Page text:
Mainframe continues to defy recession

IBM zEnterprise mainframe

Businesses expect to increase their mainframe capacity and bring new workloads to the platform in the coming year, despite tighter IT budgets.

More than four fifths of companies currently using mainframe computers expect usage of the systems to be steady, or to grow. Companies are also set to make more use of "speciality engines" on their mainframes to stretch the systems' use further.

The 2010 Global Mainframe User Survey, carried out by IT management software vendor BMC found that 84 per cent of CIOs and other senior IT staff surveyed expected their MIPS usage, or mainframe processing capacity, to grow. Close to 60 per cent of businesses surveyed also expected the mainframe to carry out more of their computing tasks in the coming year.

Businesses continue to invest in mainframe technology, despite the growth in alternative platforms, in particular "commodity" X86-based servers. BMC's researchers found that one attraction of the mainframe was its ability to handle multiple workloads and to act as a platform for server consolidation. IBM's z/Linux implementation is growing quickly, as is the use of zIIP speciality engines for handling large database and utility loads.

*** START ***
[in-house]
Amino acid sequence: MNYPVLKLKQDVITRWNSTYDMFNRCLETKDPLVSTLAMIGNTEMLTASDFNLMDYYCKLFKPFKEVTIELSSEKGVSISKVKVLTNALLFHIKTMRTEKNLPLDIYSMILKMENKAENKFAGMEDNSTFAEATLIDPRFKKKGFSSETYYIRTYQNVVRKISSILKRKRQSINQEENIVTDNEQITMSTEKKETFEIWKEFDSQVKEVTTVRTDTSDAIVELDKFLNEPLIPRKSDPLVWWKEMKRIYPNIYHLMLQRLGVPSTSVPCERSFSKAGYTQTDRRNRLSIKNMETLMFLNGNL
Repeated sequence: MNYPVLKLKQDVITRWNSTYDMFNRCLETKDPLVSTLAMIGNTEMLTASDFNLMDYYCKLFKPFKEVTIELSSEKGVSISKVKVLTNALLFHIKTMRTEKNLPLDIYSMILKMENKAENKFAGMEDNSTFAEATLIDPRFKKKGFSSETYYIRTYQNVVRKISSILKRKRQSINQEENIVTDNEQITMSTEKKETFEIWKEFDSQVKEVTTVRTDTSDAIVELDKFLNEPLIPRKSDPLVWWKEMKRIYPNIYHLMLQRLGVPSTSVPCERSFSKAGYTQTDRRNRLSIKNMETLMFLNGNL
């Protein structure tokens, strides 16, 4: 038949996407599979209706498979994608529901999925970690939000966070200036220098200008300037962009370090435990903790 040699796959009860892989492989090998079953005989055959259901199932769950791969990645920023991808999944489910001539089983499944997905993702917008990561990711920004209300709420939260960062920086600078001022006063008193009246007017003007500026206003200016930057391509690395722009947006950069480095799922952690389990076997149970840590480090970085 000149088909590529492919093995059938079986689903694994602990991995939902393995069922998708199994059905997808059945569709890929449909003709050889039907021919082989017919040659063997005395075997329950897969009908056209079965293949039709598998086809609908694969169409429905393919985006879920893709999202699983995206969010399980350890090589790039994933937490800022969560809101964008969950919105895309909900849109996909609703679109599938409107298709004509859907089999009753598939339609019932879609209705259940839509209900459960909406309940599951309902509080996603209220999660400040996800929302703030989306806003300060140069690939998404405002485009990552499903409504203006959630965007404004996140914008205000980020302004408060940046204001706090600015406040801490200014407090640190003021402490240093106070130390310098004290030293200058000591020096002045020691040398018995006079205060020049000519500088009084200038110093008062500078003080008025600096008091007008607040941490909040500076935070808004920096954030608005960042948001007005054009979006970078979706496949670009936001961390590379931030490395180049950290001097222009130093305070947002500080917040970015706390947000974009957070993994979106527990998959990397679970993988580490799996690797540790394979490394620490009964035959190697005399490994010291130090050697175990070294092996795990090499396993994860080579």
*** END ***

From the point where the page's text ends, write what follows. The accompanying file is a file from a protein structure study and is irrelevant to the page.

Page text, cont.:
The research also found that businesses continued to look for IT cost savings, through server virtualisation and consolidation, and reducing overall MIPS usage. Companies said they were more concerned with cost control, and reducing the impact of outages, than with either business-IT alignment or modernising their infrastructures.

Mainframe usage has also been boosted by the launch earlier this year of IBM"s zEnterprise system.

According to John Wright, CIO at The Land Registry, the growth in other IT platforms has not reduced the usefulness of the mainframe.

"As a leading UK institution the mainframe plays a vital role in delivering our business services," he said. "As infrastructures grow more complex and integrations occur across varied environments it is important that we are able to manage from a cross-enterprise perspective, and [we] continue to include the mainframe as a critical piece of the IT puzzle."